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Published on April 16, 2020 | LPL Financial
At one time, the only way you could join your company’s 401(k) plan, 403(b) plan, or 457(b) plan was to put pen to paper and sign yourself up by filling out the appropriate forms. Now, though, in an effort to help participants increase their retirement savings, some employers have begun enrolling their employees automatically. With automatic enrollment, you don’t fill out a form to opt into your company’s retirement plan; you only fill out a form to opt out of it.
At first glance, automatic enrollment sounds like a no-brainer–without doing anything, you’re on your way to saving for retirement. But don’t just assume that the investment decisions your employer has made on your behalf are right for you. Instead, take charge of your own retirement savings right now by following these four steps.
If you work for a company that offers automatic enrollment, your employer will typically enroll you once you meet the retirement plan’s eligibility requirements, and will begin to direct a certain percentage of your paycheck (your contribution rate) into the investment fund the company has chosen as its default.
Don’t make the mistake of thinking you have to stick with the default elections your employer has chosen for you. Once you’ve been automatically enrolled, you can increase (or decrease) your contribution rate, move money from one investment option to another, or even opt out of the plan altogether. You may even have the right in some cases to request a refund of amounts automatically withheld from your pay. Your employer is required to send you information about the plan provisions and your investment options, along with specific instructions on how to opt out if you choose not to participate in the plan. Read the documents you receive (including your plan statements), and ask questions about anything you don’t understand before making any investment decisions.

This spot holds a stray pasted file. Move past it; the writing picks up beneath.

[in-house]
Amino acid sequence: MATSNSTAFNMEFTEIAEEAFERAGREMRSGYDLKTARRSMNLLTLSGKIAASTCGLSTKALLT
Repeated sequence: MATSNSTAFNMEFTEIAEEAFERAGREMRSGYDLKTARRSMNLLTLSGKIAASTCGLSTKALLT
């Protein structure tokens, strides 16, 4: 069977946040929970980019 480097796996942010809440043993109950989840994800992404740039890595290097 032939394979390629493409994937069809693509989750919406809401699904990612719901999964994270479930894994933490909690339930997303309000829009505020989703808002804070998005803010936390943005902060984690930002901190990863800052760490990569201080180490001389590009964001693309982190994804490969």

Like many people, you may be tempted to stick with the contribution rate your employer has chosen for you. But this contribution rate (typically 3 percent) may be less than you need to contribute to target your retirement savings goal. Find out, too, if your company offers matching funds (employers who offer matching funds to traditionally-enrolled plan participants must offer the same match to automatically-enrolled participants). If so, try to contribute at least enough to receive the full match. (401(k) plans with qualified automatic contribution arrangements (QACAs) are required to make a contribution on your behalf.)
When you’re automatically enrolled, your contributions are invested in the plan’s default investment option (typically a fund that includes a balanced mix of investments). But investing in the default option may not be the best choice for you. Depending on how much you need to save for retirement, how far away you are from retirement, and your tolerance for risk, you may want to redirect some of your contributions into more aggressive options that, although more volatile, offer greater potential for long-term growth.
Note: Before investing in any mutual fund, carefully consider its investment objectives, risks, fees, and expenses, which can be found in the prospectus available from the fund. Read the prospectus carefully before investing. There is no guarantee that any investment strategy will be successful; all investing involves risk, including the possible loss of principal. Investments seeking to achieve higher returns also involve a higher degree of risk.
Even if you’ve decided to stick with your company’s default options for now, review your investment options at least once a year, keeping in mind the following questions:
Are you saving enough?
Can you afford to contribute more?
Are the investments you’ve chosen still appropriate for your age and risk tolerance?
Do you need to redirect all or some of your contributions to better target your retirement savings goal?
As you make decisions, think about your overall retirement plan, including where your retirement money will come (e.g., Social Security, 401(k) plan, pension plan), the major expenses you might have (e.g., housing, medical care), and the lifestyle you hope to lead (e.g., traveling frequently, owning a second home).